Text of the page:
AM I DRINKING TOO MUCH?
Most people who enjoy drinking find it a sociable and relaxing thing to do, and don’t over indulge – 78% of people drink within the recommended drinking guidelines in Canada. In general, drinking within the guidelines is compatible with a healthy lifestyle.
The hazards of heavy alcohol consumption are well known and consumption at levels above moderate levels can increase the risk for motor vehicle accidents, other injuries, high blood pressure, stroke, violence and some types of cancer for example. The government advises that people should not regularly drink more than the daily guidelines of 3 drinks for men and 2 drinks for women.
‘Regularly’ means drinking every day or most days of the week. On special occasions the advice suggest no more than 3 drinks for women and 4 for men.
Regularly drinking over the recommended limits puts you at an ‘increasing risk’ of developing health problems, and if the amount you’re drinking is usually double the guidelines or more, you are putting yourself at a ‘higher risk’ of developing health problems.
In 2010, 25% of males and 10% of females reported heavy or 'binge' drinking (five or more drinks, per occasion, at least once a month during the past year). Males aged 18 to 19 (39%) and 20 to 34 (41%) were the most likely to report heavy drinking, and females aged 18 to 19 (26%) and 20 to 34 (20%) were more likely to report heavy drinking than females in all other age groups (Statistics Canada, 2011b).
Simple ways to cut down
Alcohol free days
If you feel your drinking levels are creeping up and you’re drinking too much too often, a good way to ‘test’ yourself, is to try and have alcohol free days from time to time. This can help you recognise if you are becoming psychologically – or physically dependent on alcohol. If you promised yourself to cut out alcohol for a few days and you don’t or put it off, then it may be time to seek help.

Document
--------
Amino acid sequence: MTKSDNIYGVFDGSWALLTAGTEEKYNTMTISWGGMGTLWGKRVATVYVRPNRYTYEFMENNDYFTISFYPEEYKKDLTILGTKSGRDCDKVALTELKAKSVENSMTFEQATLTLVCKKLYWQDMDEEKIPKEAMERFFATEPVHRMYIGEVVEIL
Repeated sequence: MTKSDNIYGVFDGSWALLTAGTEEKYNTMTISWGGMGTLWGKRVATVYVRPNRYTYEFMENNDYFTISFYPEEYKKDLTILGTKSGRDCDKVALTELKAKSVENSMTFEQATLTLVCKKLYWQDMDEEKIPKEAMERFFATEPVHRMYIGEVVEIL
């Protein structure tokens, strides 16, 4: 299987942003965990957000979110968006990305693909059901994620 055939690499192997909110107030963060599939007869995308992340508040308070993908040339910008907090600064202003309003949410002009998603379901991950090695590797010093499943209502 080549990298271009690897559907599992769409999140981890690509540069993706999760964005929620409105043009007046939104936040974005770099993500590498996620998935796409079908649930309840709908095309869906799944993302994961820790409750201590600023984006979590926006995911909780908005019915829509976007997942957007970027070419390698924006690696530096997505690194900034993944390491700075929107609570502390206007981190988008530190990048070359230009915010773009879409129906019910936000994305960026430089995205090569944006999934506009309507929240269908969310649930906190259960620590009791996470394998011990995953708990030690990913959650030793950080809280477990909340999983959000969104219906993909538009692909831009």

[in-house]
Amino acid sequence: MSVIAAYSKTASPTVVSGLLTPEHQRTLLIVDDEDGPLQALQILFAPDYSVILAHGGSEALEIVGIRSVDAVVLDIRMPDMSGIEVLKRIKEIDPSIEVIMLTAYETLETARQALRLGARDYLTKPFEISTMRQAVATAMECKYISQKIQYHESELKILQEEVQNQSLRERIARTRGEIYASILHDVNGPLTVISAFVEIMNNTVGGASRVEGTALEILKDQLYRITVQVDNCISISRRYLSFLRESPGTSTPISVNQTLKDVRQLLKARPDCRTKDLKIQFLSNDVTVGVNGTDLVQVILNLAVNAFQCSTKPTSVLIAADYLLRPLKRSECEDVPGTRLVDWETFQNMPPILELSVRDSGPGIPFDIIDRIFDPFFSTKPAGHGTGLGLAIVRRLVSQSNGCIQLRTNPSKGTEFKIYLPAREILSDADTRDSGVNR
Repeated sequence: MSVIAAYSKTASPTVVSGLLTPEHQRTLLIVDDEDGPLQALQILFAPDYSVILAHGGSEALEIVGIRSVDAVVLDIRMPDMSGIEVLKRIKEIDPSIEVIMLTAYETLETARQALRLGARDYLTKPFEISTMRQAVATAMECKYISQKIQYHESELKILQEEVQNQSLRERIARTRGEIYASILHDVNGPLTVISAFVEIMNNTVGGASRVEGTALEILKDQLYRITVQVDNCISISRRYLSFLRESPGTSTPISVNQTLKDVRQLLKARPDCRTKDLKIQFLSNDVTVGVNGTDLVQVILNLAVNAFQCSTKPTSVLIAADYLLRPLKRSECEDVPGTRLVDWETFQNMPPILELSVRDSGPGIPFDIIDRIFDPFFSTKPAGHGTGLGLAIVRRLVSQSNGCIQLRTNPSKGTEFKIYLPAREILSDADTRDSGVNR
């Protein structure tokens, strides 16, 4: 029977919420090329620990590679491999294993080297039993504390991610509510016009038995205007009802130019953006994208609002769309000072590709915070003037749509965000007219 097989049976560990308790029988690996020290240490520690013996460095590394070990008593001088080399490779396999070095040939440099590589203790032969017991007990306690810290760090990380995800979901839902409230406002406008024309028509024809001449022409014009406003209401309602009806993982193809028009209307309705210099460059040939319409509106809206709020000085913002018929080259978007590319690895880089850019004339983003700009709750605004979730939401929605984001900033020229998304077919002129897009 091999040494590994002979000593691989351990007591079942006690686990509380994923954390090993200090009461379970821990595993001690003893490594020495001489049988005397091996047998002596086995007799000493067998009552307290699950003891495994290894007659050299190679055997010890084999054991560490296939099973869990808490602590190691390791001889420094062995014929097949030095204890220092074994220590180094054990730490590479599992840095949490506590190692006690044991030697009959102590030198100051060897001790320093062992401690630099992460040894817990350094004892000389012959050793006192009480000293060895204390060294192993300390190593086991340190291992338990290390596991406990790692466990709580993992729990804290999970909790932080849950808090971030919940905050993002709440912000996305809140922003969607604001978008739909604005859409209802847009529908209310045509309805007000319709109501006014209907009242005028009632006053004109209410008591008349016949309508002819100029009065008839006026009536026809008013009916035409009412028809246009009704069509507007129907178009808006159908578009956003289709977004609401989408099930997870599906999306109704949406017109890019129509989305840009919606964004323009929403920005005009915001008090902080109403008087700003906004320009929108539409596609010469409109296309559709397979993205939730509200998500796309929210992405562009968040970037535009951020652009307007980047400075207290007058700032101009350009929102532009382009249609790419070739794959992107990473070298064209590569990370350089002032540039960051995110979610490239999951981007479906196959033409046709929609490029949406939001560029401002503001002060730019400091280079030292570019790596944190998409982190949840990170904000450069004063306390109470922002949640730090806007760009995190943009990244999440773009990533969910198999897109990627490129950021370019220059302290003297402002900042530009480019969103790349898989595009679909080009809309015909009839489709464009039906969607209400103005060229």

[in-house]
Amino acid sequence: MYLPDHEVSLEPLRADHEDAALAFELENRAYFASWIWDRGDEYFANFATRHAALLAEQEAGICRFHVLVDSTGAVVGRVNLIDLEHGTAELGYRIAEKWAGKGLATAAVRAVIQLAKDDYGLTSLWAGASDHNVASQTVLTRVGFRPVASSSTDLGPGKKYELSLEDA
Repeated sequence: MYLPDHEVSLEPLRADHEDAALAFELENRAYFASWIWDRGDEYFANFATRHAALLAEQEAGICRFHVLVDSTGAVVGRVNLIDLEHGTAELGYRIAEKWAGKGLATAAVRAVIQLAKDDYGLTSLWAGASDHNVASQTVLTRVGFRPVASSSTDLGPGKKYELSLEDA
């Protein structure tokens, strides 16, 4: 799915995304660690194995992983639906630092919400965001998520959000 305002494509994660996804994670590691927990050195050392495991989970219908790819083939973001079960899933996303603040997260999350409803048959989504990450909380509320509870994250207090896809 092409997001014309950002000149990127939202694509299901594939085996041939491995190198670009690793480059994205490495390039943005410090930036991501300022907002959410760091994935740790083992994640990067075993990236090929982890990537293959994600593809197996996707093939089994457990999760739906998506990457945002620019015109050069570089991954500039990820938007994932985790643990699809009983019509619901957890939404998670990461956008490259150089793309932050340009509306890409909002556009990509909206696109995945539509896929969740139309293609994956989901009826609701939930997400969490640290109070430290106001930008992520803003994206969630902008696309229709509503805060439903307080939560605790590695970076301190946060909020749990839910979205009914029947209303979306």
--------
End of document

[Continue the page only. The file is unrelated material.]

Down size you glass
A great way to cut down on your drinking without giving up is to choose a smaller glass for wine, or a longer mixer for spirits (use a measure too as home pours are always much more generous). Don’t top your glass up, wait until it’s empty and set yourself a clear limit before you start drinking. Again if you’ve broken your own rules, have a careful look at how much you are drinking. There are great Apps available to help you keep track.
Make a lower alcohol choice
Maybe try a lower alcohol beer, there’s a great choice at below 4% now.. and the alcohol free beers taste good too! There are some very tasty lower alcohol wines, try choosing a lighter style at 11% rather than a block buster at 14% for example. If you prefer spirits, use more mixers and ice or cut down from a double to a single.
Try alternating alcohol drinks with soft drinks or have a glass of water on the side - you’ll stay more hydrated and give your liver a chance to break down the alcohol. Watch out for ‘top ups’ too– you can kid yourself that you’re still on the same drink.
A bite to eat
If possible, try and drink with food, or eat before you drink. Alcohol is absorbed much quicker into the blood stream on an empty stomach and you tend to drink faster. Click here for information on What do do 'if it all goes wrong'.
If in spite of your best intentions you end up drinking more than you should, there are a few things you can do to ease the morning after.
Symptoms of a hangover include feeling thirsty, sick, tired and headachey and being more sensitive to noise or bright lights.
What are the risks?